Point of view:
Another look at the Mahavamsa
Mahavamsa has come to the attention of laypersons interested in the
history of ancient Sri Lanka. They have on several occasions, expressed
their reservations about the Mahavamsa. These historians say Mahavamsa
cannot be called the actual history of ancient Sri Lanka. They say that
the Mahavamsa ‘is an imaginative and descriptive document of the
adventures of monarchs. There are many missing pages’. The Tamil heroine
in ‘Road to Elephant Pass’ says she is not prepared to accept the
Mahavamsa because it is biased and unreliable on secular matters.
These commentators seem to have been briefed by the same source. They
all sing the same song. They do not seem to know anything about the
craft of history writing. They say that the Mahavamsa authors were
recording events of which they had no direct knowledge.
That the Mahavamsa authors were not first hand witnesses to the
events. That there was a time gap between the event and the written
record and the records they used are not available for verification
today. Also that the Mahavamsa authors were looking at the events from
their own perspective. These ‘weaknesses’ are common to most historical
documents. They are not unique to the Mahavamsa. They do not prevent
historians from making use of historical documents.
Those opposing the Mahavamsa say the ‘accuracy of events in the
Mahavamsa must remain a matter of conjecture.’ That is not so. The
information in Mahavamsa is corroborated in inscriptions and foreign
sources. For example Kaliyuga inscription of 1230 found in the Malay
Peninsula in 1918, confirms that Chandrabanu was a Buddhist and that he
came from Tambralinga.
Critics also say Mahavamsa is primarily based on myth preserved in
oral tradition. Oral tradition is important when reconstructing history,
but Mahavamsa is not based on oral tradition. It was prepared from
earlier texts. Mahavamsa author says it is a revised account of earlier
versions. The present Mahavamsa is composed of several layers of
information added on by succeeding generations of recorders. Kiribamune
says that it is possible to detect the earlier and later traditions.
The ‘post modern’ thinkers of the West criticized the Greek and Roman
histories for talking only of great events and battles. They said that a
written history should not stop at kings and wars. They would have liked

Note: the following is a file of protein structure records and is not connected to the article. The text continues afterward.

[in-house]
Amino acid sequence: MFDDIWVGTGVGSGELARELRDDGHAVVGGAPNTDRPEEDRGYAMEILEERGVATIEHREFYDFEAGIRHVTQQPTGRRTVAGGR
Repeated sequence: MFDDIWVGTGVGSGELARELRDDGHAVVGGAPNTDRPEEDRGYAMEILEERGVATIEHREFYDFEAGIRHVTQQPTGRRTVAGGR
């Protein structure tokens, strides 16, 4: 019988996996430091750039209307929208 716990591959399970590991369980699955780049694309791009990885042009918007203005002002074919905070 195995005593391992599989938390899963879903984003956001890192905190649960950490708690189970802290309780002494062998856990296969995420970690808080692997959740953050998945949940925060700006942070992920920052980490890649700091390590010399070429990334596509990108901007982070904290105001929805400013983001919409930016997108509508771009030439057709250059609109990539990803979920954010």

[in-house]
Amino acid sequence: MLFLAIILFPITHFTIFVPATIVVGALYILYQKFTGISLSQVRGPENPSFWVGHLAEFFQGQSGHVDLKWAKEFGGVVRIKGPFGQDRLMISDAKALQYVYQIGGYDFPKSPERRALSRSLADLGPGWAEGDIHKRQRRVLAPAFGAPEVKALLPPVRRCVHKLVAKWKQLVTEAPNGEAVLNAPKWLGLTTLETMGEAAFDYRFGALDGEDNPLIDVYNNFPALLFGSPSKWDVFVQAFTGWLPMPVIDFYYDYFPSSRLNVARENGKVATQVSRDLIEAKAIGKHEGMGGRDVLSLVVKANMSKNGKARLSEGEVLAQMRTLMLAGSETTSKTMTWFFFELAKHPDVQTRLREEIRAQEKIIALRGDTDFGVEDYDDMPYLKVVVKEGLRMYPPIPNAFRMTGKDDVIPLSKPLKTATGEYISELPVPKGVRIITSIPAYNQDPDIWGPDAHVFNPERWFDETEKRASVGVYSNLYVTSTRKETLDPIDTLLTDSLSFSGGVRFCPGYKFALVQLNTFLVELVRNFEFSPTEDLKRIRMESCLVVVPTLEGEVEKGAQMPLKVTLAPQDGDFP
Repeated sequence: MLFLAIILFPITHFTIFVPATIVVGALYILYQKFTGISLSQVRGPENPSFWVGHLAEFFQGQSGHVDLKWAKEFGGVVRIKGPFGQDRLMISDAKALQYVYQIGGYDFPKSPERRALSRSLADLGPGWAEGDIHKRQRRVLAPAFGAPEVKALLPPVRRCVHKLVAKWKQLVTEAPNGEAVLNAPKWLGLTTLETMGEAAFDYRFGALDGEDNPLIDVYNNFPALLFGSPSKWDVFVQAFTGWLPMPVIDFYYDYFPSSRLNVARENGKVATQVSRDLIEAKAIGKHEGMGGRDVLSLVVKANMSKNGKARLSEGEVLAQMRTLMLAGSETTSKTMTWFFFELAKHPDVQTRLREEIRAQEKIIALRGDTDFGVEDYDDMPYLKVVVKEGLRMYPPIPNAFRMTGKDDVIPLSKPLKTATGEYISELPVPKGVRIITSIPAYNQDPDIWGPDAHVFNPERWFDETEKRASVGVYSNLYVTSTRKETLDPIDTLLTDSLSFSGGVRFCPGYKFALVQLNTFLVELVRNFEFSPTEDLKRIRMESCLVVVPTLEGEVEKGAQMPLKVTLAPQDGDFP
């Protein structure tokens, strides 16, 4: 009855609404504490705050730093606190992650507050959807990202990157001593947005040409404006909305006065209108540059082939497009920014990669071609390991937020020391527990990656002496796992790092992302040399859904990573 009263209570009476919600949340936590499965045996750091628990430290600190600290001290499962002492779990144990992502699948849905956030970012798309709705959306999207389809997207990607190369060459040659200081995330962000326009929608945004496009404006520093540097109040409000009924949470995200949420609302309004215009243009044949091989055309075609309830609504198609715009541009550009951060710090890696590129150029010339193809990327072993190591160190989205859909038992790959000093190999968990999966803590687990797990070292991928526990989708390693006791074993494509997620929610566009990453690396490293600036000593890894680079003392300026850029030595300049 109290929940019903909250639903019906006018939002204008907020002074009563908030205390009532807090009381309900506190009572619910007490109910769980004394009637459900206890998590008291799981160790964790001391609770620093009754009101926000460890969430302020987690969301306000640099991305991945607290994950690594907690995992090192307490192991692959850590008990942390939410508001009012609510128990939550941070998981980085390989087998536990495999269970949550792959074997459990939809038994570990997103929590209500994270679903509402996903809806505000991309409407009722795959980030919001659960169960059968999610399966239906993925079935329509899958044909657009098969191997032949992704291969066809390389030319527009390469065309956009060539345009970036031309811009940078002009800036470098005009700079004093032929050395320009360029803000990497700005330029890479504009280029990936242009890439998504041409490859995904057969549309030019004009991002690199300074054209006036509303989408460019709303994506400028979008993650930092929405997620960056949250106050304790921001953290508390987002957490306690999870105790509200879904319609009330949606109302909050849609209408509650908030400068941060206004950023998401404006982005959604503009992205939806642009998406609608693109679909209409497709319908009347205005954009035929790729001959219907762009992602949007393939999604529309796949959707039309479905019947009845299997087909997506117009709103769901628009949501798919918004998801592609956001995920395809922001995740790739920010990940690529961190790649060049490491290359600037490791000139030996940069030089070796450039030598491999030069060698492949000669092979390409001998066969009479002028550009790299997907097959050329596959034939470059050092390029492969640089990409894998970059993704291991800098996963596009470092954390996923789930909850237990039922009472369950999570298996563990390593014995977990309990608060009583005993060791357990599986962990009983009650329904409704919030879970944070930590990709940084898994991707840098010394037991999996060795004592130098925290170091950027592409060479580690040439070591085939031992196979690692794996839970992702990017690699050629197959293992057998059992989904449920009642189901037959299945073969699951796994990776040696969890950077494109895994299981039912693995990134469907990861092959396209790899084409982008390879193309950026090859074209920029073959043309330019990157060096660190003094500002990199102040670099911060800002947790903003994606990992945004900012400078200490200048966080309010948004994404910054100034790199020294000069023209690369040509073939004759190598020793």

the Mahavamsa. Mahavamsa did not limit itself to the ‘great doings of
king and armies.’ It provides information on a wide range of events,
including building and architecture.
It is now accepted that Buddhism arrived in Sri Lanka in the time of
the Buddha, in 6th Century BC. I think that the Mahavamsa focused on the
entrenchment of Buddhism as the State religion in 3rd Century BC and the
royal patronage it continued to receive after that. This made Mahavamsa
an excellent source for political history.
Liyanagamage notes that the section from Saddhatissa to Jettatissa
(Chapters 33-35) ‘bears the stamp of annalistic recording with hardly
any exaggeration’. The Mahavamsa statement that Ajatasatru ruled after
Bimbisara is supported by historical evidence.
There have been attempts to improve on the Mahavamsa. Mahavamsa
account of Pandukabhaya was given a new interpretation in the film ‘Aba’.
Mahawamsa clearly states that Digagamani, Citta’s cousin, was the father
of Pandukabhaya. In the film ‘Aba’ it is suggested that Chittaraja and
not Digagamini was the father of Pandukabhaya. The public flocked to the
film. Historians, who usually run a mile from amateur history, moved
swiftly to control the damage.
They held meetings and wrote to the newspapers. They pointed out that
the Mahavamsa statement was sound. It was not used in the film because
the film had a specific agenda. It wished to erase the Mahavamsa claim
that Sinhala royalty was connected to the clan of Gautama Buddha.
Mahavamsa has been used by politically motivated persons to elevate
Elara above Dutugemunu. They criticized Dutugemunu for killing the aging
Elara and said that Elara was an exceptional king. That is not so. Bandu
de Silva says the bell of justice story has nothing to do with Elara. It
has been taken from the Persian legend about Anosharvan, Persia’s hero.
Dutugemunu had fought 32 Damila leaders to get to Anuradhapura and to
finish the war, it was necessary to take the ruler in his capital. Elara,
regardless of age had ideally, to be defeated by the incoming ruler, so
Dutugemunu took on Elara. The reverence paid to Elara’s tomb also needs
some examination. It strikes an odd note. There is no such tradition in
Buddhism or in the Sinhala royal tradition.
Dutugemunu’s conscience came in for unnecessary discussion in the
20th Century. Mahavamsa presents Dutugemunu’s regret at the deaths
caused by the war, in a perfectly acceptable manner. While resting on a
soft couch, surrounded by dancing girls, Dutugemunu looked back on his
glorious victory and observed that this victory came at the expense of
many lives. Dutugemunu did not regret his victory. It is ridiculous to
say he did. Sumangala Vilasini said Dutugemunu was in a triumphant mood
after his victory.
Rohana Wasala has pointed out that Sri Jayawardenepura University had
prescribed the chapters from Vijaya to Mahinda in the Mahavamsa to be
studied under Mythology for the 2008 external degree General Arts
Qualifying exam. The other texts are the Greek myths, Ovid and the
Bible. Wasala noted that Greek texts are primarily on wars such as the
Peloponnesian war. Herodotus included supernatural and popular beliefs
whenever evidence was lacking.